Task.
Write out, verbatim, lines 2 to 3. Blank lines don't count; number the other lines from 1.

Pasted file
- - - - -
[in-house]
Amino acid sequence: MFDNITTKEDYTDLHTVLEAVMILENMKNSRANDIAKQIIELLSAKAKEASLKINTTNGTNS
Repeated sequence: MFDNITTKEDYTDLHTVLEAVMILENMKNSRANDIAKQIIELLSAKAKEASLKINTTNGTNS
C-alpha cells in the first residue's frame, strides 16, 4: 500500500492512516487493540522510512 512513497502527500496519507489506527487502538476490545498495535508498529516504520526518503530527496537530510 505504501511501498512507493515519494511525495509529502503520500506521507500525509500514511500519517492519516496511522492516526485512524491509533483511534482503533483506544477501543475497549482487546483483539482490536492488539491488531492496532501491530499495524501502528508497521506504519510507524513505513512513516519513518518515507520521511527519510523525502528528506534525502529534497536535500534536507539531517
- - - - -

Amino acid sequence: MFDNITTKEDYTDLHTVLEAVMILENMKNSRANDIAKQIIELLSAKAKEASLKINTTNGTNS
Repeated sequence: MFDNITTKEDYTDLHTVLEAVMILENMKNSRANDIAKQIIELLSAKAKEASLKINTTNGTNS